First off, I believe we have addressed most of your concerns in previous mail messages and in the requirements doc itself. I believe, in fact, that this version of the requirements doc is more explicit about the goals then the previous version. So, for the benefit of some recent new subscribers to the list, let me give my sense of where we are and what we still need to address.
The basic premise of this work is that there are more and more divergent data structures being defined in a protocol specific way. With the competitive landscape growing with new protocols for managing networks, there is increasing pressure on the IETF's subject matter experts to define new data structures for each of these protocols. We are seeing this pressure in the form of directory schemas, PIBs, MIBs, Policy MIBs (SNMPCONF), and policy information models targeted for PCIM. In fact there are more on the horizon, but these are the ones we are concerned with now. It is becoming increasingly challenging for the subject matter experts for various technologies like MPLS and DiffServ to sustain the effort involved in defining and harmonizing all of these data structures. The specific goal (as it was envisioned by the original advocates of this work) was specificly to reduce this burden by providing an infrastructure to define data structures in a protocol independent way, with enough detail so as to minimize the burden associated with mapping these structures to various protocol specific data structures.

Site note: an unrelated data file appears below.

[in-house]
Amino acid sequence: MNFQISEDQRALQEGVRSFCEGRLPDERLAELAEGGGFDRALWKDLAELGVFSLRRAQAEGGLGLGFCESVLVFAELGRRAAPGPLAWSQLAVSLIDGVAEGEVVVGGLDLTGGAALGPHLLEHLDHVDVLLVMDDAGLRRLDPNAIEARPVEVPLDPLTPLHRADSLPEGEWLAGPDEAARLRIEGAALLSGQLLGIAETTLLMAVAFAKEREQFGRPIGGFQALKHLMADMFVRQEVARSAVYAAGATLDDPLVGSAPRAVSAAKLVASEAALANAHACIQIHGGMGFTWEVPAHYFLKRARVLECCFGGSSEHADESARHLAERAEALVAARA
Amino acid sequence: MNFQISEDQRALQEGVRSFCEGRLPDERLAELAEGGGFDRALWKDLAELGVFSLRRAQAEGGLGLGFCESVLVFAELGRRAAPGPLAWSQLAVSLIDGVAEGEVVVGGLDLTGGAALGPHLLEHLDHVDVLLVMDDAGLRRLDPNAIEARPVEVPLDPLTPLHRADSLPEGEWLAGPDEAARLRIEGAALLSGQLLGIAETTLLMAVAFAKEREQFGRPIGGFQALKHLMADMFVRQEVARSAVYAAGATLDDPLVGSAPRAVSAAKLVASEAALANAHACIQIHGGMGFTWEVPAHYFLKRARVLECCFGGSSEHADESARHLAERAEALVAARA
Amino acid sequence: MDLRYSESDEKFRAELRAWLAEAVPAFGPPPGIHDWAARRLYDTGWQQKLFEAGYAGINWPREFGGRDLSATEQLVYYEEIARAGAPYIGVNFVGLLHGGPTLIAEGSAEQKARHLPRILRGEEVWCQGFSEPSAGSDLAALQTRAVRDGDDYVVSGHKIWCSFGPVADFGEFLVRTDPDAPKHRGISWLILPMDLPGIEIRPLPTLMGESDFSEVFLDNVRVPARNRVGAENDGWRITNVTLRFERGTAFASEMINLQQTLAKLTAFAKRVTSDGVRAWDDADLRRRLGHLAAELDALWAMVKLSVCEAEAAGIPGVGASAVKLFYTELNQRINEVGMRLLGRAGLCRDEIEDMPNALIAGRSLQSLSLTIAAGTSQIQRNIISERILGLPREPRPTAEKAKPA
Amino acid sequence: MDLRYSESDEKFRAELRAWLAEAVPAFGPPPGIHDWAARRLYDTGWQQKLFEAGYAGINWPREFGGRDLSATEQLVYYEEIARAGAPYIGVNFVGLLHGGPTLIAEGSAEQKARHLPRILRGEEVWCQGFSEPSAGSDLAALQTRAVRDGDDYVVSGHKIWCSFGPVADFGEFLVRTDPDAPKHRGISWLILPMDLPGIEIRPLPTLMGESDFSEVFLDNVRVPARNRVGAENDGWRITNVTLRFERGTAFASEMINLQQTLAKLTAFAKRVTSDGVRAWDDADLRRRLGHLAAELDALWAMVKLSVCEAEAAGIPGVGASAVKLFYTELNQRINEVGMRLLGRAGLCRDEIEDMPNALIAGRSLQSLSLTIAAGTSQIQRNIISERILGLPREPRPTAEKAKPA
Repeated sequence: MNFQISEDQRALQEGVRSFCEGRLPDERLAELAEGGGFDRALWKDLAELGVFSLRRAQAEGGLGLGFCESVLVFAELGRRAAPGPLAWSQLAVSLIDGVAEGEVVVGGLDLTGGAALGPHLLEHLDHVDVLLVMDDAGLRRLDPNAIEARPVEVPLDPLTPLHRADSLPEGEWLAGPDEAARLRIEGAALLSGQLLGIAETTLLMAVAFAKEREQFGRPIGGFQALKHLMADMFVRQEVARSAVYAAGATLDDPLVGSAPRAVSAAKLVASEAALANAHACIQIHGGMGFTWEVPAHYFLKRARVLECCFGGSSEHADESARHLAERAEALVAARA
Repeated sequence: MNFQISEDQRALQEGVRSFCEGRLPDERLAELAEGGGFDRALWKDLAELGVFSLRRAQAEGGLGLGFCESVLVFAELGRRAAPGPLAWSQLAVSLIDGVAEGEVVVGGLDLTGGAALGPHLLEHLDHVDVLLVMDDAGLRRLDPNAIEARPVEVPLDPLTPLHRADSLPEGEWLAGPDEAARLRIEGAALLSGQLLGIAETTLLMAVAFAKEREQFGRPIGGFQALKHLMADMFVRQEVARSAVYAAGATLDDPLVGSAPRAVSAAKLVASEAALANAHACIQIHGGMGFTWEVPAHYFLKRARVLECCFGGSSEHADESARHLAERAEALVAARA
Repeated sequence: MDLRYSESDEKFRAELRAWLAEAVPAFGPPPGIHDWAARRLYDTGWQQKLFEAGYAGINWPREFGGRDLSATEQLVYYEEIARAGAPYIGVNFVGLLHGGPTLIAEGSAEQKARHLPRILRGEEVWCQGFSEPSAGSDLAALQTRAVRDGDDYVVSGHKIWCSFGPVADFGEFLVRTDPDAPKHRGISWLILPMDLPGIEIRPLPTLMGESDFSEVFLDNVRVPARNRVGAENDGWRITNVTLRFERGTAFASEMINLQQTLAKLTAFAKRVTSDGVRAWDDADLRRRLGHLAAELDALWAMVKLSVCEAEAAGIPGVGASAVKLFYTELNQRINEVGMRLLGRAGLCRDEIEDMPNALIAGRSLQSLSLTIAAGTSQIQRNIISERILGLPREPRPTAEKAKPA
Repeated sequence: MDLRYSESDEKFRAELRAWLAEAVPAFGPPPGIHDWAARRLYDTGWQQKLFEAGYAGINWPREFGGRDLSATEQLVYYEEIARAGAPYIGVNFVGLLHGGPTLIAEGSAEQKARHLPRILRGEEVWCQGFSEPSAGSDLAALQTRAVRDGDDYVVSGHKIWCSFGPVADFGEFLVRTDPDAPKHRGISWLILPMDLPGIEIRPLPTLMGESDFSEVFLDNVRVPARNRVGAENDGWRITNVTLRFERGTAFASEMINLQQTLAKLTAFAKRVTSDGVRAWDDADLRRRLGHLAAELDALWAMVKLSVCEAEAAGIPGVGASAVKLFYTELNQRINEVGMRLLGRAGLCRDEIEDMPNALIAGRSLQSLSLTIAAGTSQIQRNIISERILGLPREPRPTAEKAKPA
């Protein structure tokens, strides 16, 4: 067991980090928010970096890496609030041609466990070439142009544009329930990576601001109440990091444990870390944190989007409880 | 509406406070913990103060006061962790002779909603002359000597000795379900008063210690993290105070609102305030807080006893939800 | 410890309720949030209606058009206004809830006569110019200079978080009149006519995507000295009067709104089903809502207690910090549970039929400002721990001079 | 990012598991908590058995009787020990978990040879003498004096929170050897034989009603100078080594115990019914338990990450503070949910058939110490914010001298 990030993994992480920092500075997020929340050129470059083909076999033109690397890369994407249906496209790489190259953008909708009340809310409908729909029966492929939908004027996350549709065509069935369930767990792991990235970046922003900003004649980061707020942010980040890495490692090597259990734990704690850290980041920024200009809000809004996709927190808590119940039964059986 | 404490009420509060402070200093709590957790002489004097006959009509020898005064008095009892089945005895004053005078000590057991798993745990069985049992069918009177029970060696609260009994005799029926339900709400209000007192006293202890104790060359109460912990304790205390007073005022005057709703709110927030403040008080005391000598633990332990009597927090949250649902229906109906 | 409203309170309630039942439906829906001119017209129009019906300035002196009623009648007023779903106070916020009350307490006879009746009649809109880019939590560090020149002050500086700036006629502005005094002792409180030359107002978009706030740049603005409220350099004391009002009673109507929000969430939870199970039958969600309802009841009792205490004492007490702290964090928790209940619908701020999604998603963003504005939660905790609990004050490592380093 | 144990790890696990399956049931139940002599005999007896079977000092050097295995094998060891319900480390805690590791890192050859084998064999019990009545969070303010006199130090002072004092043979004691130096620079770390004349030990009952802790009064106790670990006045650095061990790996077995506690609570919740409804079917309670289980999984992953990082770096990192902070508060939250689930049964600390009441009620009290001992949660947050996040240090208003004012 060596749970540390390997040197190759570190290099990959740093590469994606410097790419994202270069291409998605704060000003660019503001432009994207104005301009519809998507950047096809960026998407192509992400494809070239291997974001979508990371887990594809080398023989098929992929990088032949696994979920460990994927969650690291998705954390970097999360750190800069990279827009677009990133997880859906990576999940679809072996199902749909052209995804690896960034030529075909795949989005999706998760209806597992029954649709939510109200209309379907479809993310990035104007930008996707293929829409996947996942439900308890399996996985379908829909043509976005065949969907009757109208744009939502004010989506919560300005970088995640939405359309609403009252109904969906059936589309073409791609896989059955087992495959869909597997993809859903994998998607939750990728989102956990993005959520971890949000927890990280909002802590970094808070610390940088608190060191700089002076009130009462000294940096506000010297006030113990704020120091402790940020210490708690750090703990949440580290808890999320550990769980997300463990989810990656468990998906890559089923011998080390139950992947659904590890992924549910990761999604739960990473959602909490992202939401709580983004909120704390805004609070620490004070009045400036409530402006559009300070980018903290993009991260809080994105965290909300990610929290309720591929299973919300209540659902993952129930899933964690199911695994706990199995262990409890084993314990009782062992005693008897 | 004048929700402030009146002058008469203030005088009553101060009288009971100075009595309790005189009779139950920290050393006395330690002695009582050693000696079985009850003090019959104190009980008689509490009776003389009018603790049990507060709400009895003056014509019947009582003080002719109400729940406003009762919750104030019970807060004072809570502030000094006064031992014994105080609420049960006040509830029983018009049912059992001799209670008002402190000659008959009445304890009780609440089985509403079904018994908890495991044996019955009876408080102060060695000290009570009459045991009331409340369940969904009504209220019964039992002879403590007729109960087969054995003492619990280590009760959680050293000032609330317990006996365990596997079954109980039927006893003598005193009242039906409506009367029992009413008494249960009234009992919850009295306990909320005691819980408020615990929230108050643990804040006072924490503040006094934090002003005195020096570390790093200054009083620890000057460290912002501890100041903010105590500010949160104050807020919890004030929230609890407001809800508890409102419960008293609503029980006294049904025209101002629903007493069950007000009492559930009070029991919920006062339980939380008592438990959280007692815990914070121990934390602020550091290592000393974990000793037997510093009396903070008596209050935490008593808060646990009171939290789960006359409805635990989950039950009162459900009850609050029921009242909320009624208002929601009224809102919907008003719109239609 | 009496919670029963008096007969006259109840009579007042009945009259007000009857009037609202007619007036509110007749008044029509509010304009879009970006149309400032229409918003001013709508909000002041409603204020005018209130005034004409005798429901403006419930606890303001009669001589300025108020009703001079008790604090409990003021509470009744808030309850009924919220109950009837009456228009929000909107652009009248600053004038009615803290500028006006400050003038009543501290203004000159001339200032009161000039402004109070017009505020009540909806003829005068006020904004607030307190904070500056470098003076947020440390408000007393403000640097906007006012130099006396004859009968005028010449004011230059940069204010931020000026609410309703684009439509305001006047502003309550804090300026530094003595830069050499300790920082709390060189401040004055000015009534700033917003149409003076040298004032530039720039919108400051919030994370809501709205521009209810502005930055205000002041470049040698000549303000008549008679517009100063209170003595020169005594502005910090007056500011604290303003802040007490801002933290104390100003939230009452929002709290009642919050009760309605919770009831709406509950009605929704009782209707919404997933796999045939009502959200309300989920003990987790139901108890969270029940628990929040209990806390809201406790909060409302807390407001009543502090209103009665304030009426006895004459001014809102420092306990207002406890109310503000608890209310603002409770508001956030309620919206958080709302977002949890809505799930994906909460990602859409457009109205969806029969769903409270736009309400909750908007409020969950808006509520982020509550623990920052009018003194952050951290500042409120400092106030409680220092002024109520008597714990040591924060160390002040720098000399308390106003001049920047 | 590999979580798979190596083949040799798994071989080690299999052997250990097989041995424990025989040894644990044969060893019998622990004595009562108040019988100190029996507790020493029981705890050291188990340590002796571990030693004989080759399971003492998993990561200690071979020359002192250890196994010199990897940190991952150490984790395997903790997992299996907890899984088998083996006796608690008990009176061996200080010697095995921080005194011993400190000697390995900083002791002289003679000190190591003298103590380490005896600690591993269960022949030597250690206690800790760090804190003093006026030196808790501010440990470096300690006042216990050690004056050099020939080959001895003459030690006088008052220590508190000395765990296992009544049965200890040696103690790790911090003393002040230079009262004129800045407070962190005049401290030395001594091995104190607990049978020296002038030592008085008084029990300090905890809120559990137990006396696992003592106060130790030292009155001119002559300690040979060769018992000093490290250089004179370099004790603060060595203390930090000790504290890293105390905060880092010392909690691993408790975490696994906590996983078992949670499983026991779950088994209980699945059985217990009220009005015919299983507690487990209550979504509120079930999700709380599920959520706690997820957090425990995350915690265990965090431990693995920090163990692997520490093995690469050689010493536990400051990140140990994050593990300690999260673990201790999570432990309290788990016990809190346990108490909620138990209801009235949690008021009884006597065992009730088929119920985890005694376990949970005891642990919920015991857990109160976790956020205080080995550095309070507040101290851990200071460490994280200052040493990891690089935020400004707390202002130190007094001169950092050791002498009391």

One of the legitimate concerns you raise is: How far do we want to go? One alternative is to only define a graphical description with accompanying textual definitions of the attributes and methods. On the other extreme, another alternative is to actually use or specify a language that describes the attribute and method relationships with enough detail that a mechanical means for mapping those structures to specific protocols could be supported.
The debates about the various requirements that occurred over the course of the past few months were an attempt to solidify those requirements that people felt needed to be included in order to meet the above stated goal. During these discussions, some lack of clarity in the goals surfaced and this has hopefully been addressed in this latest version of the requirements document. In turn this convergence on the requirements also implied a course of action which did not suggest that we only focus on a graphical respresentation. Rather, the focus on the various requirements suggested a strong interest in specifying or using some type of modeling or data definition language.